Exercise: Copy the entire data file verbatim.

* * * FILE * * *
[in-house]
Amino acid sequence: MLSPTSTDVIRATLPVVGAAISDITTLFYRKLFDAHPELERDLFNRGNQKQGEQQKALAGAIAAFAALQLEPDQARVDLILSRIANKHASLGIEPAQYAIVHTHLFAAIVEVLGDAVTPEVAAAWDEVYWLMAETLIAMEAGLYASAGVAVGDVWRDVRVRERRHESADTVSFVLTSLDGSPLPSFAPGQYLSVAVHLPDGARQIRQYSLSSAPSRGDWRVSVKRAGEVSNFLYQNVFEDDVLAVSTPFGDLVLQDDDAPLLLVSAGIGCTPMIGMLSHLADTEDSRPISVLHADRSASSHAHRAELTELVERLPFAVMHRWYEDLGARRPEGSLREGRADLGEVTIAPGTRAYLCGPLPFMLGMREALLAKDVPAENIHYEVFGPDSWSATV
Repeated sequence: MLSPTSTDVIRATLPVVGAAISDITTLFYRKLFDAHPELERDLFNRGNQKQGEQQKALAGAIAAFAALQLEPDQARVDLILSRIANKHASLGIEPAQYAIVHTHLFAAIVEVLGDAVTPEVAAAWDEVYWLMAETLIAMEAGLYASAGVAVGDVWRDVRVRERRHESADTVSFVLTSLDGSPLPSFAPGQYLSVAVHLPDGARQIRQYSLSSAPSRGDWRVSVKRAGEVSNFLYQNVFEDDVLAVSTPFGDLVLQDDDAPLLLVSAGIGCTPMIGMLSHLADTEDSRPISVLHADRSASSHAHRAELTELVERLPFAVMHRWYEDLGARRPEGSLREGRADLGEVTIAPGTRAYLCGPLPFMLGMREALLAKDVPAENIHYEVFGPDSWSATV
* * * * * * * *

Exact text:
[in-house]
Amino acid sequence: MLSPTSTDVIRATLPVVGAAISDITTLFYRKLFDAHPELERDLFNRGNQKQGEQQKALAGAIAAFAALQLEPDQARVDLILSRIANKHASLGIEPAQYAIVHTHLFAAIVEVLGDAVTPEVAAAWDEVYWLMAETLIAMEAGLYASAGVAVGDVWRDVRVRERRHESADTVSFVLTSLDGSPLPSFAPGQYLSVAVHLPDGARQIRQYSLSSAPSRGDWRVSVKRAGEVSNFLYQNVFEDDVLAVSTPFGDLVLQDDDAPLLLVSAGIGCTPMIGMLSHLADTEDSRPISVLHADRSASSHAHRAELTELVERLPFAVMHRWYEDLGARRPEGSLREGRADLGEVTIAPGTRAYLCGPLPFMLGMREALLAKDVPAENIHYEVFGPDSWSATV
Repeated sequence: MLSPTSTDVIRATLPVVGAAISDITTLFYRKLFDAHPELERDLFNRGNQKQGEQQKALAGAIAAFAALQLEPDQARVDLILSRIANKHASLGIEPAQYAIVHTHLFAAIVEVLGDAVTPEVAAAWDEVYWLMAETLIAMEAGLYASAGVAVGDVWRDVRVRERRHESADTVSFVLTSLDGSPLPSFAPGQYLSVAVHLPDGARQIRQYSLSSAPSRGDWRVSVKRAGEVSNFLYQNVFEDDVLAVSTPFGDLVLQDDDAPLLLVSAGIGCTPMIGMLSHLADTEDSRPISVLHADRSASSHAHRAELTELVERLPFAVMHRWYEDLGARRPEGSLREGRADLGEVTIAPGTRAYLCGPLPFMLGMREALLAKDVPAENIHYEVFGPDSWSATV